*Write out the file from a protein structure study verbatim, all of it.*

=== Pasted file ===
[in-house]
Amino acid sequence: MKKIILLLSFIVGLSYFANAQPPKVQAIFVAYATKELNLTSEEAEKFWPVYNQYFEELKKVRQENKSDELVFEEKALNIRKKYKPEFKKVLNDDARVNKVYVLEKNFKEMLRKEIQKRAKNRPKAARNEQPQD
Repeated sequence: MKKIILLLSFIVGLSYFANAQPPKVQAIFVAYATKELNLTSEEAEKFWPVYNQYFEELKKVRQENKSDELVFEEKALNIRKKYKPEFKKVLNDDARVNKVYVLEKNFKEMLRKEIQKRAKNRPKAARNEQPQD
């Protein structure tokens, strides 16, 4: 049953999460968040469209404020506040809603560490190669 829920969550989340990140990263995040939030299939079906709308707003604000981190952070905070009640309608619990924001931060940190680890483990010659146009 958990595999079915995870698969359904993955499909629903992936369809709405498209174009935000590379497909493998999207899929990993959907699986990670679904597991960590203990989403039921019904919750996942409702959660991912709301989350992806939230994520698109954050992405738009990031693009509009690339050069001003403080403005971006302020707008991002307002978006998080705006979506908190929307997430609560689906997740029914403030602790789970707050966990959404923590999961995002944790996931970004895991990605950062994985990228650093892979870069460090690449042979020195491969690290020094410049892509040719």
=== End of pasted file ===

[in-house]
Amino acid sequence: MKKIILLLSFIVGLSYFANAQPPKVQAIFVAYATKELNLTSEEAEKFWPVYNQYFEELKKVRQENKSDELVFEEKALNIRKKYKPEFKKVLNDDARVNKVYVLEKNFKEMLRKEIQKRAKNRPKAARNEQPQD
Repeated sequence: MKKIILLLSFIVGLSYFANAQPPKVQAIFVAYATKELNLTSEEAEKFWPVYNQYFEELKKVRQENKSDELVFEEKALNIRKKYKPEFKKVLNDDARVNKVYVLEKNFKEMLRKEIQKRAKNRPKAARNEQPQD
């Protein structure tokens, strides 16, 4: 049953999460968040469209404020506040809603560490190669 829920969550989340990140990263995040939030299939079906709308707003604000981190952070905070009640309608619990924001931060940190680890483990010659146009 958990595999079915995870698969359904993955499909629903992936369809709405498209174009935000590379497909493998999207899929990993959907699986990670679904597991960590203990989403039921019904919750996942409702959660991912709301989350992806939230994520698109954050992405738009990031693009509009690339050069001003403080403005971006302020707008991002307002978006998080705006979506908190929307997430609560689906997740029914403030602790789970707050966990959404923590999961995002944790996931970004895991990605950062994985990228650093892979870069460090690449042979020195491969690290020094410049892509040719």